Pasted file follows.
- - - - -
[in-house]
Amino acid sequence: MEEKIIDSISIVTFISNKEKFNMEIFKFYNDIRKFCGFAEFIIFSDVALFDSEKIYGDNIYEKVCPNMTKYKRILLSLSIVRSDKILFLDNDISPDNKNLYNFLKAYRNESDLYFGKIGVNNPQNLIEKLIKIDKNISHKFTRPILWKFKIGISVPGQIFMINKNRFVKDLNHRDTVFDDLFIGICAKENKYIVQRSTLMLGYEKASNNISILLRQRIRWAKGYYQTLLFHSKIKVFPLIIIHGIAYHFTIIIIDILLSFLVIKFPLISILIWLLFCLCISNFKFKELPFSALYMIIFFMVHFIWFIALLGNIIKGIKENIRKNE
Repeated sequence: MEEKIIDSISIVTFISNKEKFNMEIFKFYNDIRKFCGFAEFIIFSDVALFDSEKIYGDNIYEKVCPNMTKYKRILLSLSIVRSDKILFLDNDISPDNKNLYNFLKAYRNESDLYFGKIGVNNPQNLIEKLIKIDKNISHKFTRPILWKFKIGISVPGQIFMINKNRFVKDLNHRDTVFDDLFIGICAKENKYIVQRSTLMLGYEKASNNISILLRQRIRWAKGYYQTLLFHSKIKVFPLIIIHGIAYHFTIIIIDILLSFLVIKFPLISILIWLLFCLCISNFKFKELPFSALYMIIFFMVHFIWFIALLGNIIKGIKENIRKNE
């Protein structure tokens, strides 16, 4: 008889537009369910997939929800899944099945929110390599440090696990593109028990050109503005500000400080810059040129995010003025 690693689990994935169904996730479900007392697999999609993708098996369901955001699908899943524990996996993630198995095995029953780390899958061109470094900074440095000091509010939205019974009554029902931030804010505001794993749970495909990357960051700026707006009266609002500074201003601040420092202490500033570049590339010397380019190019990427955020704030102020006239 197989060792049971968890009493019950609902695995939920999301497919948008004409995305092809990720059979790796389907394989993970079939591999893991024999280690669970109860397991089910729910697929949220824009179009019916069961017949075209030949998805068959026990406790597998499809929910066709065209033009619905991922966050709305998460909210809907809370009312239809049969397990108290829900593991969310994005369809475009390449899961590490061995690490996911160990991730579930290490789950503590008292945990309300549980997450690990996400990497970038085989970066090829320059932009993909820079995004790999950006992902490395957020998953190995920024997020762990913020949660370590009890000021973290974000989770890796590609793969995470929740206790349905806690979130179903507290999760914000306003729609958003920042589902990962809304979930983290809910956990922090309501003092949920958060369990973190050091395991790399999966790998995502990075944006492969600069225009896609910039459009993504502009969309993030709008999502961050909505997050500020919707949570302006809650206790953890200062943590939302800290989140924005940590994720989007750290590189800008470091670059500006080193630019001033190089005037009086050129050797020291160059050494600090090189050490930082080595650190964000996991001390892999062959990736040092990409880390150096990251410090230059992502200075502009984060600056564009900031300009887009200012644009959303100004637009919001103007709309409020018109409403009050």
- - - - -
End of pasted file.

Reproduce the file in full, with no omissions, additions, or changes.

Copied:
[in-house]
Amino acid sequence: MEEKIIDSISIVTFISNKEKFNMEIFKFYNDIRKFCGFAEFIIFSDVALFDSEKIYGDNIYEKVCPNMTKYKRILLSLSIVRSDKILFLDNDISPDNKNLYNFLKAYRNESDLYFGKIGVNNPQNLIEKLIKIDKNISHKFTRPILWKFKIGISVPGQIFMINKNRFVKDLNHRDTVFDDLFIGICAKENKYIVQRSTLMLGYEKASNNISILLRQRIRWAKGYYQTLLFHSKIKVFPLIIIHGIAYHFTIIIIDILLSFLVIKFPLISILIWLLFCLCISNFKFKELPFSALYMIIFFMVHFIWFIALLGNIIKGIKENIRKNE
Repeated sequence: MEEKIIDSISIVTFISNKEKFNMEIFKFYNDIRKFCGFAEFIIFSDVALFDSEKIYGDNIYEKVCPNMTKYKRILLSLSIVRSDKILFLDNDISPDNKNLYNFLKAYRNESDLYFGKIGVNNPQNLIEKLIKIDKNISHKFTRPILWKFKIGISVPGQIFMINKNRFVKDLNHRDTVFDDLFIGICAKENKYIVQRSTLMLGYEKASNNISILLRQRIRWAKGYYQTLLFHSKIKVFPLIIIHGIAYHFTIIIIDILLSFLVIKFPLISILIWLLFCLCISNFKFKELPFSALYMIIFFMVHFIWFIALLGNIIKGIKENIRKNE
């Protein structure tokens, strides 16, 4: 008889537009369910997939929800899944099945929110390599440090696990593109028990050109503005500000400080810059040129995010003025 690693689990994935169904996730479900007392697999999609993708098996369901955001699908899943524990996996993630198995095995029953780390899958061109470094900074440095000091509010939205019974009554029902931030804010505001794993749970495909990357960051700026707006009266609002500074201003601040420092202490500033570049590339010397380019190019990427955020704030102020006239 197989060792049971968890009493019950609902695995939920999301497919948008004409995305092809990720059979790796389907394989993970079939591999893991024999280690669970109860397991089910729910697929949220824009179009019916069961017949075209030949998805068959026990406790597998499809929910066709065209033009619905991922966050709305998460909210809907809370009312239809049969397990108290829900593991969310994005369809475009390449899961590490061995690490996911160990991730579930290490789950503590008292945990309300549980997450690990996400990497970038085989970066090829320059932009993909820079995004790999950006992902490395957020998953190995920024997020762990913020949660370590009890000021973290974000989770890796590609793969995470929740206790349905806690979130179903507290999760914000306003729609958003920042589902990962809304979930983290809910956990922090309501003092949920958060369990973190050091395991790399999966790998995502990075944006492969600069225009896609910039459009993504502009969309993030709008999502961050909505997050500020919707949570302006809650206790953890200062943590939302800290989140924005940590994720989007750290590189800008470091670059500006080193630019001033190089005037009086050129050797020291160059050494600090090189050490930082080595650190964000996991001390892999062959990736040092990409880390150096990251410090230059992502200075502009984060600056564009900031300009887009200012644009959303100004637009919001103007709309409020018109409403009050």